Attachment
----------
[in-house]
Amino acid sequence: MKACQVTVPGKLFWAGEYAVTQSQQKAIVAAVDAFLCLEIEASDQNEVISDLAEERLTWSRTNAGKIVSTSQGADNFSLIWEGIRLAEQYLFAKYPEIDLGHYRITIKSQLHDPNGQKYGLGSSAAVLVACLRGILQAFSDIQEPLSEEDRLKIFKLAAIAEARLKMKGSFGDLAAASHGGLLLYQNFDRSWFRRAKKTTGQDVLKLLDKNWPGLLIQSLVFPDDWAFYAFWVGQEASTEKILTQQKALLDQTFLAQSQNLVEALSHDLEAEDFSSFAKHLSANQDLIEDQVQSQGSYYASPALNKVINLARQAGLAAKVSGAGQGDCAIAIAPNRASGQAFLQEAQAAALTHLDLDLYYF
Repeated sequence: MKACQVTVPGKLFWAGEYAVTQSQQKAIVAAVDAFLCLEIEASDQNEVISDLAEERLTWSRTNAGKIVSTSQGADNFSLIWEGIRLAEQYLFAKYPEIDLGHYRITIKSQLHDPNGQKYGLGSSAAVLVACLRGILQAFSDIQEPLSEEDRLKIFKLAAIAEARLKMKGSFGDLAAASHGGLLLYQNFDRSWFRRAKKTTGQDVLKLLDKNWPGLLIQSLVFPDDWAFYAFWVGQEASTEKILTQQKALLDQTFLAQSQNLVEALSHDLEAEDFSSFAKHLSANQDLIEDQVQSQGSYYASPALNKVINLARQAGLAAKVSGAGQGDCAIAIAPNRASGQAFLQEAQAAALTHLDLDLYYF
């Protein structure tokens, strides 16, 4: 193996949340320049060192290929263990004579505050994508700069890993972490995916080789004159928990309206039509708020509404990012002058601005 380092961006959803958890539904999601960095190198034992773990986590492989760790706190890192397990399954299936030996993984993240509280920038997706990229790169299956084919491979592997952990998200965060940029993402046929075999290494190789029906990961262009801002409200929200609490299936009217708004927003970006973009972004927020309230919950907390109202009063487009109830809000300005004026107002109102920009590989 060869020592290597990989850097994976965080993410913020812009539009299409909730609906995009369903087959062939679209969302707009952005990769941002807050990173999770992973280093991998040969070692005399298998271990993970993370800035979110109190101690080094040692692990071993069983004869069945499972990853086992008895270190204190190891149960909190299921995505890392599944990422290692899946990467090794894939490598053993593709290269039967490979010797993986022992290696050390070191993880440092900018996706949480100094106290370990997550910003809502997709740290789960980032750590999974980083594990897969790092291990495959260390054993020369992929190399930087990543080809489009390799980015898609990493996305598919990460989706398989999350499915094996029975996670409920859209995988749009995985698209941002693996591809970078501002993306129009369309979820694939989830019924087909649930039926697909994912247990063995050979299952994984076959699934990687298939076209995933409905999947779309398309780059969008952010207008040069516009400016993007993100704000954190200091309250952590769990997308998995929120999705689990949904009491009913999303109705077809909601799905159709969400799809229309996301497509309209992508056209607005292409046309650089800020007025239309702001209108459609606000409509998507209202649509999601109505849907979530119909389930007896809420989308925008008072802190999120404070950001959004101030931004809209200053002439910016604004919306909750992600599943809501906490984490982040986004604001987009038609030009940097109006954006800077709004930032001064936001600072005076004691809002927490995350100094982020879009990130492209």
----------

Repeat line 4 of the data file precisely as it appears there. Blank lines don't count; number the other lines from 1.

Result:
């Protein structure tokens, strides 16, 4: 193996949340320049060192290929263990004579505050994508700069890993972490995916080789004159928990309206039509708020509404990012002058601005 380092961006959803958890539904999601960095190198034992773990986590492989760790706190890192397990399954299936030996993984993240509280920038997706990229790169299956084919491979592997952990998200965060940029993402046929075999290494190789029906990961262009801002409200929200609490299936009217708004927003970006973009972004927020309230919950907390109202009063487009109830809000300005004026107002109102920009590989 060869020592290597990989850097994976965080993410913020812009539009299409909730609906995009369903087959062939679209969302707009952005990769941002807050990173999770992973280093991998040969070692005399298998271990993970993370800035979110109190101690080094040692692990071993069983004869069945499972990853086992008895270190204190190891149960909190299921995505890392599944990422290692899946990467090794894939490598053993593709290269039967490979010797993986022992290696050390070191993880440092900018996706949480100094106290370990997550910003809502997709740290789960980032750590999974980083594990897969790092291990495959260390054993020369992929190399930087990543080809489009390799980015898609990493996305598919990460989706398989999350499915094996029975996670409920859209995988749009995985698209941002693996591809970078501002993306129009369309979820694939989830019924087909649930039926697909994912247990063995050979299952994984076959699934990687298939076209995933409905999947779309398309780059969008952010207008040069516009400016993007993100704000954190200091309250952590769990997308998995929120999705689990949904009491009913999303109705077809909601799905159709969400799809229309996301497509309209992508056209607005292409046309650089800020007025239309702001209108459609606000409509998507209202649509999601109505849907979530119909389930007896809420989308925008008072802190999120404070950001959004101030931004809209200053002439910016604004919306909750992600599943809501906490984490982040986004604001987009038609030009940097109006954006800077709004930032001064936001600072005076004691809002927490995350100094982020879009990130492209």